Global Youth Letter launch panel
Rushati Mukherjee (top left), Advisory Board Member of Future News Worldwide; Jouja Maamri (top right), Director of Climate Philanthropy, Impatience Earth; (bottom from left to right) Benjamin Bowman, Lecturer, Manchester Metropolitan University; Heeta Lakhani, YOUNGO Global Focal Point; Anam Zeb, Co Founder, Climate Action Pakistan; Ezedin Kamil, panellist, Founder and CEO, Icon Africa

On 9 September 2021, an expert panel joined hundreds of others online to discuss and debate the role of young people in climate change solutions. They also pledged their support for a global call-to-action aimed at the world’s leaders, asking for young people to have a greater role in the climate conversation.

 This online event marked the launch of the findings of the Global Youth Letter on Climate Action – a global research exercise, supported by the Climate Connection, to amplify the aims and aspirations of more than 8,000 young people, across 23 countries, on the future of climate action, and to provide recommendations for leaders and decision-makers on how to involve young people in climate solutions.

 The views and concerns of young people gathered during the research have been used to write a collective global statement from young people on climate change – the Global Youth Letter on Climate Action – that directly addresses the world leaders attending the 26th United Nations Climate Change Conference (COP26) in November.

 And in the lead-up to COP26, more and more young people are being encouraged to join the thousands of young people who contributed to the research by signing up to voice out their support for the letter online, as part of the 8,000 Rising online exercise.

By garnering as much support as possible from young people globally, it is hoped that the Global Youth Letter on Climate Action will become an important document for leaders and decision-makers – now and in the future – on how to make climate action as inclusive as possible.

How young people view climate change and their role in it

So, what does the research say in relation to young people and climate change?

A strong, unanimous voice emerged from the surveys, focus groups and crowdsourcing methods – and that voice is calling for more opportunities for young people to be included in the climate debate and policy decisions on climate change. Linked to this is the fact that 67 per cent of young people believe their leaders cannot address climate change alone.

The research also shows that, while 75 per cent of young people around the world believe they have skills to deal with climate change in their communities, these skills are not being utilised, since 69 per cent have never participated in climate action initiatives, due to barriers to meaningful opportunities to get involved. Young people also express concern that the voices of women and minority groups are overlooked in current climate change policy.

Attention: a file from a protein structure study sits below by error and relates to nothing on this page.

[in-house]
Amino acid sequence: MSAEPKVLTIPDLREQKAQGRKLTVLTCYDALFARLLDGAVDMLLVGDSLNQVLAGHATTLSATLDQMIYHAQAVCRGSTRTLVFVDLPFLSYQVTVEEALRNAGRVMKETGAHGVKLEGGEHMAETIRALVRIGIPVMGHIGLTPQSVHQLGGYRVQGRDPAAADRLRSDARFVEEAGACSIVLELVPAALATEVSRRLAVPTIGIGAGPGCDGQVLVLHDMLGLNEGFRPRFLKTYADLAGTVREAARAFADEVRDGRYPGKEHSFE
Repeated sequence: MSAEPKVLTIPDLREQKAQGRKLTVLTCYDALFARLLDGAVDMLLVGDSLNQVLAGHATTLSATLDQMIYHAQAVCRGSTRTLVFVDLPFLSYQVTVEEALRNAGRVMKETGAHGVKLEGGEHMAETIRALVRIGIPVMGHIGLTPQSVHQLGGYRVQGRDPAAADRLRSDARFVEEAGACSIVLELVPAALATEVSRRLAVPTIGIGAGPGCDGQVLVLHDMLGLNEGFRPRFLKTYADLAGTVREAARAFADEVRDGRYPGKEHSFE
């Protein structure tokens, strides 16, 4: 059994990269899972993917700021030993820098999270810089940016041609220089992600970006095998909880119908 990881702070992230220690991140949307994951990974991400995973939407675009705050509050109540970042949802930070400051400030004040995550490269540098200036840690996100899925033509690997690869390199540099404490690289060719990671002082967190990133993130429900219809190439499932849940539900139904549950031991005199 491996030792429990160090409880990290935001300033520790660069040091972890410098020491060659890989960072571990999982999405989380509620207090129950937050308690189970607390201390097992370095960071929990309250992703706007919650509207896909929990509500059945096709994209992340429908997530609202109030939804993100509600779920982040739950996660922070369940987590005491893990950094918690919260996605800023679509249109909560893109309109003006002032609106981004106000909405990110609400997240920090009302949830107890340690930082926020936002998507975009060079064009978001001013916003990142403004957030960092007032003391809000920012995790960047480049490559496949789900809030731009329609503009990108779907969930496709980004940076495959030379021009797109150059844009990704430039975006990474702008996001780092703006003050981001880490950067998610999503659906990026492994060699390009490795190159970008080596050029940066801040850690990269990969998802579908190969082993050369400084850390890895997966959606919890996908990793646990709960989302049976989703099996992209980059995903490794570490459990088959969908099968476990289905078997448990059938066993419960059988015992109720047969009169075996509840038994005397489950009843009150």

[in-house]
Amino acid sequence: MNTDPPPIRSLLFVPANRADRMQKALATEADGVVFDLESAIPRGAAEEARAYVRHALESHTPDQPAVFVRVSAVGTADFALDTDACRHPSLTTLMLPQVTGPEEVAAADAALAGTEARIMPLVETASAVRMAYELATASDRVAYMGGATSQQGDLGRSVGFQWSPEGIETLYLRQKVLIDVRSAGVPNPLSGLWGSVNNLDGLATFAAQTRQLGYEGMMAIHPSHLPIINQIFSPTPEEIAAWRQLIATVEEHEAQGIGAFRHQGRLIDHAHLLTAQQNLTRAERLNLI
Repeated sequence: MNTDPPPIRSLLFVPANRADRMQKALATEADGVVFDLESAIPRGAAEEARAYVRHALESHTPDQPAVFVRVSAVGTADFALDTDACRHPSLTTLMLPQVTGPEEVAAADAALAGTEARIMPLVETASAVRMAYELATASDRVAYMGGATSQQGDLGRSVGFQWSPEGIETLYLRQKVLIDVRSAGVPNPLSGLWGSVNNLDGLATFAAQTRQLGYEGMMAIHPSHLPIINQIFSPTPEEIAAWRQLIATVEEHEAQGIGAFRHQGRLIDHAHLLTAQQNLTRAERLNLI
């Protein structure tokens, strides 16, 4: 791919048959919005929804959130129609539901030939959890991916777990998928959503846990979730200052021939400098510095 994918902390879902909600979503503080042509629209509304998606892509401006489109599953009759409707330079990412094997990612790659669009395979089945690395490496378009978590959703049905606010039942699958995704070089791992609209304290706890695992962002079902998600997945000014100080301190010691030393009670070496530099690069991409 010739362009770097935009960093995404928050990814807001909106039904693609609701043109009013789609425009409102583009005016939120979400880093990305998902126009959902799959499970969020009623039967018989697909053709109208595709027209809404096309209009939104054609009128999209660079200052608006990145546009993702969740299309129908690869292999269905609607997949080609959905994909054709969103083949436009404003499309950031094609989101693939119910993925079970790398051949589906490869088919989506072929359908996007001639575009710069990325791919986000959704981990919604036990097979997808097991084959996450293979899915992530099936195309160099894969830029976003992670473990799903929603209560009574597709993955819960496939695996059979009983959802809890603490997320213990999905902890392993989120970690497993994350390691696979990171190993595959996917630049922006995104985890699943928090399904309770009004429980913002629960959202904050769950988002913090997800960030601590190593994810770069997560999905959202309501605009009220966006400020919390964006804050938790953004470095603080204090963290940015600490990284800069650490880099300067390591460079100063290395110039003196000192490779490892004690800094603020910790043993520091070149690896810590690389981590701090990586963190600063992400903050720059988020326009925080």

To support more youth involvement in climate solutions, the research also puts forward a series of recommendations. These include developing forums for young people to express their views and sentiments towards the future of our planet and their place in it, encouraging young people to come to the forefront of these conversations, and developing consultation structures to ensure young people are heard.

To engage underrepresented people and hard-to-reach communities, the research proposes new consultation and awareness raising opportunities such as an app, or for those with limited or no digital access, other channels such as printed materials, civil society organisations and educational settings. It also proposes building the skills of young people, the unemployed and those in rural areas by offering new training opportunities, hosting mini COP summits and integrating climate change in the school curricula.

Amplifying the global youth voice

The panel event on 9 September was the first step in amplifying the findings of the Global Youth Letter on Climate Action. Attended by hundreds of young people online, it sparked lively conversation in relation to the issues uncovered in the research.

Chaired by Rushati Mukherjee, a producer with the BBC World Service and alumnus of the British Council’s Future News Worldwide initiative, the panel covered topics such as the impact of climate change on women, minorities and the Global South, making underrepresented voices heard, bridging the digital divide, and how to make climate language more inclusive. They also answered questions posed by the live audience.

The event included a video message from Alok Sharma, COP26 President Designate, who stated that youth engagement in climate action is a key priority of the COP26 agenda:

‘The key message from the British Council’s Global Youth Letter is that young people are motivated, they are ready to learn and inspired to act on climate. But I have also heard [young people] ask to be included in meaningful participation, and for improved education and training.’

‘So, as we plan for COP26, we’re doing all we can to respond to these needs. And we are committed to making progress on education, training and empowerment through the principles of action for climate empowerment.’

To ensure as many youth views are included at and beyond COP26, the Climate Connection is still encouraging young people globally to pledge their support for the Global Youth Letter on Climate Action, and get their voices heard! Click here to add your voice as well. See highlights from the launch event, find out more about the findings of the Global Youth Letter on Climate Action research, and add your voice now!

See also